Flamingos usually stand on one leg while the other is tucked beneath their body. The reason for this behaviour is not fully understood. Recent research indicates that standing on one leg may allow the birds to conserve more body heat, given that they spend a significant amount of time wading in cold water.However, the behaviour also takes place in warm water. As well as standing in the water, flamingos may stamp their webbed feet in the mud to stir up food from the bottom

Wire Crested Thorntail

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Wire Crested Thorntail




The wire-crested thorntail is a hummingbird which occurs in Colombia, Ecuador and Peru.This species is one of the smallest birds on Earth, with a mature weight of around 2.5 g (0.088 oz). Males measure from 10.5 to 12 cm (4.1 to 4.7 in) in length, against the females' length of around 6.5 to 7.5 cm (2.6 to 3.0 in) long. The male of the eastern slopes of the northern Andes has elongated tail feathers that curve outward and taper from a broad base to a slender tip. The outermost is longest and each successive feather toward the center is shorter. All are steel-blue with white shafts, making a most striking and curious display when spread. The bird has a crest of brilliant green feathers.These birds feed on nectar from flowers using a long extendable tongue, or catch insects on the wing.They require frequent feeding while active during the day and become torpid at night to conserve energy.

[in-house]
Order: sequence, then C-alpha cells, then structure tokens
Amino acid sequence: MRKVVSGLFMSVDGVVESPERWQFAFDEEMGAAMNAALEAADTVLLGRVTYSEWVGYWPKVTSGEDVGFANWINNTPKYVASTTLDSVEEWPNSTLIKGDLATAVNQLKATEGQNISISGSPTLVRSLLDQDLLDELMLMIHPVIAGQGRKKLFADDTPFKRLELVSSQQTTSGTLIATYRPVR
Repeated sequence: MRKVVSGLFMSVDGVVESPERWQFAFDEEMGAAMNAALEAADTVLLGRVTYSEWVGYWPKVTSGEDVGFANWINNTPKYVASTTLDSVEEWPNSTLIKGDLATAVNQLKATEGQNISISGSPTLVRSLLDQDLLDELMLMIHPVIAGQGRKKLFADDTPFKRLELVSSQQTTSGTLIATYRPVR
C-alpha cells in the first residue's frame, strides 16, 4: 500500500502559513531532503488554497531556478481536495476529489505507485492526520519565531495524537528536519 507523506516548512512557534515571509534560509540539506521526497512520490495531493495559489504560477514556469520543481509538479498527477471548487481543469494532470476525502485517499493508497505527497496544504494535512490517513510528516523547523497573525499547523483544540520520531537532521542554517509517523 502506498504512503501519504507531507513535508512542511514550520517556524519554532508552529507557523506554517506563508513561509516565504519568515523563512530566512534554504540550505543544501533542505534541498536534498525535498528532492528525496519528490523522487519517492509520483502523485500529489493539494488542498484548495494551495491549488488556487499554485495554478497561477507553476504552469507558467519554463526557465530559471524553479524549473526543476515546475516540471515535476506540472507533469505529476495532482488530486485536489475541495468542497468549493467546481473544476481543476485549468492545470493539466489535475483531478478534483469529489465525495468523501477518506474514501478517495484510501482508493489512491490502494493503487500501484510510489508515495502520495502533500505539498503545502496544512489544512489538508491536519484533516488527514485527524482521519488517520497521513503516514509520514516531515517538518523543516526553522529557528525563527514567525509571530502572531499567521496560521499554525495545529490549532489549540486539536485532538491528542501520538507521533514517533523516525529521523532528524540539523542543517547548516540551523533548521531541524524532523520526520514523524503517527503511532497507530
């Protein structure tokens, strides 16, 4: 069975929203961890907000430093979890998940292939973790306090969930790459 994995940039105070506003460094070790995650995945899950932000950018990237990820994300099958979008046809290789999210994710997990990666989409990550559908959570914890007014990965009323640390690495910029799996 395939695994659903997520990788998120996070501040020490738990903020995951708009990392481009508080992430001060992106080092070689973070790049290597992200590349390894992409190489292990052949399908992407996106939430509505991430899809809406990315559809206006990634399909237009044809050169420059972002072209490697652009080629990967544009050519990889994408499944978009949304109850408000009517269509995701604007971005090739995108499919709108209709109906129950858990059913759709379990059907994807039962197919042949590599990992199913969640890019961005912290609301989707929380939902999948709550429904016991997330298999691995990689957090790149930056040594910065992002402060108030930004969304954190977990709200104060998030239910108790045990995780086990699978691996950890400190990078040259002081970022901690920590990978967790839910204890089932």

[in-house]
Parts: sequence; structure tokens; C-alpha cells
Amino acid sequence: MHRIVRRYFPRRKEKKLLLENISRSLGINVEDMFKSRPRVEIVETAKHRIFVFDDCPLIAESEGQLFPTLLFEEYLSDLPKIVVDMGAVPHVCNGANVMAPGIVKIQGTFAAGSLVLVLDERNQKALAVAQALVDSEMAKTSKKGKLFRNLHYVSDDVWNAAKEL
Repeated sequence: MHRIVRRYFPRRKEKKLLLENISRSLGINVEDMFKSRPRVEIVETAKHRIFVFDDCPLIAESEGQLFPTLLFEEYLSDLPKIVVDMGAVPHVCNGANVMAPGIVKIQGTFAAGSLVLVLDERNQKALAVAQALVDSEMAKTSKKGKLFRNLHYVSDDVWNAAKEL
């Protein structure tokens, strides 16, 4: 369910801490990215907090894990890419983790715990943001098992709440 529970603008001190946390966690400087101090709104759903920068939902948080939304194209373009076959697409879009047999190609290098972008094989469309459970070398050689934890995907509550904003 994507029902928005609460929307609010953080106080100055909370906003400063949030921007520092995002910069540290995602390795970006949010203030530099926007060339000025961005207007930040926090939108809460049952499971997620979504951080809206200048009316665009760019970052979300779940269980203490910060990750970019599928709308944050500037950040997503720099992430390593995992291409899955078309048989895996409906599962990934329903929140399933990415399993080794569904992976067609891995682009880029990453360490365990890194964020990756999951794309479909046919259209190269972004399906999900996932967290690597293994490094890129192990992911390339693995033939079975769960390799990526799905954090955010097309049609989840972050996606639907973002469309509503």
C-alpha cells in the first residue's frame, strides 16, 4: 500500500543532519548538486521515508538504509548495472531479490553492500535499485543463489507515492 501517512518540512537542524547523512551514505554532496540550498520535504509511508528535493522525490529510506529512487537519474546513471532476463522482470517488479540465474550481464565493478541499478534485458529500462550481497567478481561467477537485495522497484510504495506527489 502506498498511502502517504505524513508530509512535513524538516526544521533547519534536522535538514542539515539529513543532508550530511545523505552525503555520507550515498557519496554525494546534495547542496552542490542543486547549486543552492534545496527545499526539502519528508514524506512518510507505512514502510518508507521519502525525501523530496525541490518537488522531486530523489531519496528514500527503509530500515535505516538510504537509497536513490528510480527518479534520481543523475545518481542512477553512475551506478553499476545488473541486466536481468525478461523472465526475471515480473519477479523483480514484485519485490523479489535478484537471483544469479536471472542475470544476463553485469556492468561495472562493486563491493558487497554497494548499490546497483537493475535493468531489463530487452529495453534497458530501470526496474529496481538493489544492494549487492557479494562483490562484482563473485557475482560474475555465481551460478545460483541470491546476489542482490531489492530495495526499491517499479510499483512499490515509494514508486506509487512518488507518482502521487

Shark

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Shark

Sharks are a group of fish characterized by a cartilaginous skeleton, five to seven gill slits on the sides of the head, and pectoral fins that are not fused to the head. Modern sharks are classified within the clade Selachimorpha (or Selachii) and are the sister group to the rays. However, the term "shark" has also been used for extinct members of the subclass Elasmobranchii outside the Selachimorpha, such as Cladoselache and Xenacanthus, as well as other Chondrichthyes such as the holocephalid eugenedontidans. Under this broader definition, the earliest known sharks date back to more than 420 million years ago. Acanthodians are often referred to as "spiny sharks"; though they are not part of Chondrichthyes proper, they are a paraphyletic assemblage leading to cartilaginous fish as a whole.